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Graduate Alumnus Robert Buntrock *67 responds to “Fortune favors the well read”

In the news- - By Tien Nguyen, Department of Chemistry

When Princeton graduate alumnus Robert Buntrock *67 read graduate student Julian West’s March opinion article published in Science, he found that the central idea of the piece, the importance of reading widely, resonated with him. So much so that he wrote West to commend him and share how his own voracious consumption of the chemical literature was invaluable during his 46 year career in chemical information. With Buntrock’s permission, we’ve posted his letter in full below:

I was pleased to read an article in a recent issue of Science, “Fortune Favors the Well Read” (March 10, 2017, vol. 355, 6239, 1090) on the importance of the effective use of the chemical literature and see that it came from a graduate student at Princeton.  Julian West discovered the value of keeping current by reading broadly outside the implicit bounds of one’s research project.  I’d like to illustrate how my thesis research experiences both at Princeton (PhD *67, E. C. Taylor) and as an undergraduate at the University of Minnesota helped both my lab and further careers.  Further description and discussion can be found in my ACS Symposium Book chapter (1).

At Princeton in the ‘60s we were encouraged to read journals not only for our research but for preparation for Cumulative Exams.  In addition, Prof. Taylor not only encouraged us to read journals widely (my projects were quite broadly based) but also make effective use of Chemical Abstracts and other reference resources.  In addition he strongly encouraged us to write a publishable review of our literature searching as an introduction to our thesis.  I did and it was published (2).  In the course of preparing that review, Prof. Taylor encouraged me to make use of the new resource, Science Citation Index (SCI), to supplement my Chemical Abstracts based literature searching.  He also was given access to a subscription to ASCA, a weekly update based on the computer files used prepare SCI from one of the companies for which he consulted.

After my PhD, my first two jobs were in the lab, in pesticide synthesis.  In addition to reading and scanning a wide variety of journals (I never knew were my next idea was coming from), I took advantage of the increasing body of current awareness tools (Chemical Titles, Current Contents, etc.) as well as personalized current awareness profiles (SDI).  When I left the lab to go into information retrieval services, the combination of excellent lab and information training I had received led to the remainder of my successful career in the information industry.  Current awareness became my specialty both in my information services job in industry and in my consultancy.  I assisted many clients in creating current awareness “profiles” for all aspects of their research, both “automatic” (stored with automatic provision of results) or manually executed.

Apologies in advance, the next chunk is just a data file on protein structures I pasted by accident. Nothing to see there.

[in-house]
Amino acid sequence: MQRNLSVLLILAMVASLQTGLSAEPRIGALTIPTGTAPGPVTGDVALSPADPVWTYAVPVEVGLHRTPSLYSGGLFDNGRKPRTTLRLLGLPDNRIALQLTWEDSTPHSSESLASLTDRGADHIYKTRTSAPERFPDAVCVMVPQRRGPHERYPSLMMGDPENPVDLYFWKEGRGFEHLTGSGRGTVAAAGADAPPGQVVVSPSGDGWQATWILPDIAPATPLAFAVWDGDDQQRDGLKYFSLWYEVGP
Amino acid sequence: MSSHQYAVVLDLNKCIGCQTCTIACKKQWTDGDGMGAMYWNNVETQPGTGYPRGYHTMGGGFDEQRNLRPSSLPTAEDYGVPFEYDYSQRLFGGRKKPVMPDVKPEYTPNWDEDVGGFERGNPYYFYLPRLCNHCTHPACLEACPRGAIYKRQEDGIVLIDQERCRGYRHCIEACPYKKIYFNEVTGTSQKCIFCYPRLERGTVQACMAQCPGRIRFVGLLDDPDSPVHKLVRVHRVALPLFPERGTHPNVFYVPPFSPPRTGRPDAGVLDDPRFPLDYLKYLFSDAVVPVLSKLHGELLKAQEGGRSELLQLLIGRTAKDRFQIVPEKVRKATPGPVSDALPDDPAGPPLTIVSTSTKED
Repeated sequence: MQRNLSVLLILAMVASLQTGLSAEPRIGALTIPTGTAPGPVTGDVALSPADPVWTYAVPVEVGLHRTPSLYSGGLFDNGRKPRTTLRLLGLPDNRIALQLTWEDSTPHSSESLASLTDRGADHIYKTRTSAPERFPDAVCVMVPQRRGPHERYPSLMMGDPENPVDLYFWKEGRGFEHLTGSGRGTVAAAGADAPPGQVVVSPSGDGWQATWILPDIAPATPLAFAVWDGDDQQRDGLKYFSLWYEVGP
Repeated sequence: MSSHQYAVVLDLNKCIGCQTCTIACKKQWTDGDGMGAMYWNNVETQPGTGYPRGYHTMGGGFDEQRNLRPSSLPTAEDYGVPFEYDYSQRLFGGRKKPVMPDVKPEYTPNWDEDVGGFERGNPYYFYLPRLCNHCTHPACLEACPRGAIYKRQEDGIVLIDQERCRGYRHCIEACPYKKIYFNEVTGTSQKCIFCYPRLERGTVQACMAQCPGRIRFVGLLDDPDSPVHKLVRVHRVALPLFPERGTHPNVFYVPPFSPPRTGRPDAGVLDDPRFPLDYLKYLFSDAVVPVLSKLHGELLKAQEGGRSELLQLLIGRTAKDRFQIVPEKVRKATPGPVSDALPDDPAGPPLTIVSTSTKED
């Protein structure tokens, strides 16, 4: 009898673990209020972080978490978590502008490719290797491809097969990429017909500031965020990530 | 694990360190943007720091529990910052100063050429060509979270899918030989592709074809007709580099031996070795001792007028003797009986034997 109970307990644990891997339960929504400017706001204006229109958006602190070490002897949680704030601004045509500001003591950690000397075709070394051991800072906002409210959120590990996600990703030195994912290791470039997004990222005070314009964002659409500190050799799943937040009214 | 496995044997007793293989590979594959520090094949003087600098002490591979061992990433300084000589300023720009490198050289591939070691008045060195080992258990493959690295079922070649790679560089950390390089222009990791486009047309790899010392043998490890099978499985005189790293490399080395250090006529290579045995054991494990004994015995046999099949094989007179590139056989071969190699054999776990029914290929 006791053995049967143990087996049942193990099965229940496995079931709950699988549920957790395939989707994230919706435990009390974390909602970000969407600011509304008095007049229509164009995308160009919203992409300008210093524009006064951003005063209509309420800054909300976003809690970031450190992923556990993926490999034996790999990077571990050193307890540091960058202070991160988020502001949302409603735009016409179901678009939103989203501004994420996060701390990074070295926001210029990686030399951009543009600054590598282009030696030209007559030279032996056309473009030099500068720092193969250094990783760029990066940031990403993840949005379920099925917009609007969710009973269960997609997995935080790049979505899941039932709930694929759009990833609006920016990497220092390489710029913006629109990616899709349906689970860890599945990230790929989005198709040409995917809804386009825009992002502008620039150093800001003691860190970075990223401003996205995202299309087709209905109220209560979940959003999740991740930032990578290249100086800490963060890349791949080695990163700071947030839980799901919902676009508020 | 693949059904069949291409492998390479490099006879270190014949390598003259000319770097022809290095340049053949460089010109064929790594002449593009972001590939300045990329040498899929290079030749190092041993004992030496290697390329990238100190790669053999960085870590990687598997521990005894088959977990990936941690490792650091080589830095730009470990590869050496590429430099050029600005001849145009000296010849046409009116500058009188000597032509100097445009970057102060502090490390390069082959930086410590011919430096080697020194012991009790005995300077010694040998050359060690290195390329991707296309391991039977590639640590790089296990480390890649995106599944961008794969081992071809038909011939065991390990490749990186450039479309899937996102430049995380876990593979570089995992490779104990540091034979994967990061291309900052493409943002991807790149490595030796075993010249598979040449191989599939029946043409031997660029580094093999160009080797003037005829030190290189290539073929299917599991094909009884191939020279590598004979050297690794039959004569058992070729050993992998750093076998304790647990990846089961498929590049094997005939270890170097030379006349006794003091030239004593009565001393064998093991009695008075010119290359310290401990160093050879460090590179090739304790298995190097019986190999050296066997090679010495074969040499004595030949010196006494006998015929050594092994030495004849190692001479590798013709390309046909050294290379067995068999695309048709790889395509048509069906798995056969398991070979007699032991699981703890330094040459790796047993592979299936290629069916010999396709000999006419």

I was both witness and participant in the morphing and evolution of chemical information in print to digital.  With constantly increasing resources available in digital information, effective current awareness is even easier to accomplish.  Along with the trend for “do it yourself” information retrieval with SciFinder and the like, “keep me current” functions are available once one has run a retrospective search with favorable results.  In addition, there is a wealth of online newsletters and RSS feeds delivered often to your desktop, laptop, or handheld.  Of course, most journals are now available in digital form, in some cases exclusively. 

Even in semi-retirement, as I have throughout my 46 year career in chemical information, I strongly recommend that those involved in chemical research take advantage of the great amount of information resources available from reading widely through using other current awareness methods.  I’m pleased to see that the same traditions that helped me in both my lab and information careers continue at my graduate alma mater.

Robert E. (Bob) Buntrock was born and educated in Minneapolis. He received a BChem in ‘62 from the Univ. of Minnesota and did research with Wayland Noland.  He received a PhD in chemistry from Princeton (*67) doing research with E. C.Taylor. He had laboratory positions in pesticide synthesis at Air Products and Amoco Oil followed by 23 years at Amoco Corp. in Naperville IL providing chemical information research. After retirement, he and his wife formed Buntrock Associates performing similar services for a variety of clients. He is now semi-retired, living in Orono, ME, and reviews books, writes chemistry articles, and participates in U Maine chemistry and Maine Section ACS activities.

(1) Buntrock, R. E.; Chemical Information: From Print to the Internet. In The Future of the History of Chemical Information; ACS Symposium Series 1164; American Chemical Society: Washington, DC, 2014; pp 19-42.

(2) Buntrock, R. E., Taylor, E. C. Cyclization Reactions of 2,2’-Disubstituted Biphenyls. Chem. Rev. 1968, 68, 209-227.